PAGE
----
Interestingly, per the Henley Passport Index, which is powered by data provided by the International Air Transport Association (IATA), the countries with the most powerful passports that give access to a large number of destinations worldwide have kept in place the strictest entry restrictions due to the COVID-19 pandemic, while those with lower-ranking passports have not chosen such preventive measures in order to stop the virus’ further spread, creating the widest global mobility gap in the index's 16-year history. At the top of the list are Japan and Singapore, then many EU countries. At the bottom: Afghanistan, Iraq, Syria and Pakistan.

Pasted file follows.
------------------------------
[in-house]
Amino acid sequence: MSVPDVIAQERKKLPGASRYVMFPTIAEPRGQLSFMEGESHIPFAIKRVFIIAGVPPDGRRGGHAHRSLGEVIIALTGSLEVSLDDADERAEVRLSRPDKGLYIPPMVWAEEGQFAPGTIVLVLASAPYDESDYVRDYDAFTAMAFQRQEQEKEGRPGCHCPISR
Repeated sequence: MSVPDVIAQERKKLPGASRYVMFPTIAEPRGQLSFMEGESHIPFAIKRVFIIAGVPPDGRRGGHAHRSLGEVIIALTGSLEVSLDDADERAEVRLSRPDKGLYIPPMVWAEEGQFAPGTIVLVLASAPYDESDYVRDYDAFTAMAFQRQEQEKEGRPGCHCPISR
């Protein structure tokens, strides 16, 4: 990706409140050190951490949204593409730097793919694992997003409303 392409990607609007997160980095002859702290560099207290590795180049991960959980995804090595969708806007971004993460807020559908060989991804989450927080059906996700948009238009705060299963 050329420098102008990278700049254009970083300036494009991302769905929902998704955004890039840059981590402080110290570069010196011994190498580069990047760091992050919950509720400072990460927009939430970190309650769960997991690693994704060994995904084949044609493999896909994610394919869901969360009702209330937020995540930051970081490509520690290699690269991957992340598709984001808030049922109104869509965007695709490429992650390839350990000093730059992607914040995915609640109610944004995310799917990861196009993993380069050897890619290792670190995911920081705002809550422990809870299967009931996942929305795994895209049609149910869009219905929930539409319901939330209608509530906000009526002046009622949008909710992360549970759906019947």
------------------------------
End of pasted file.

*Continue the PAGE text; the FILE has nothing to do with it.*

Potential international travel lanes, ongoing adjustments to vaccination passports, infection surges and relocation and assignment programs continue to monitor the latest happenings that are impacting the ability of companies to move talent into key positions, we continue to post our bi-weekly updates, just "in case you missed it" (ICYMI). The below will contain information regarding specific country restrictions and closures as of the time of the post, but situations are constantly changing, so please check our sources and resources for further updates.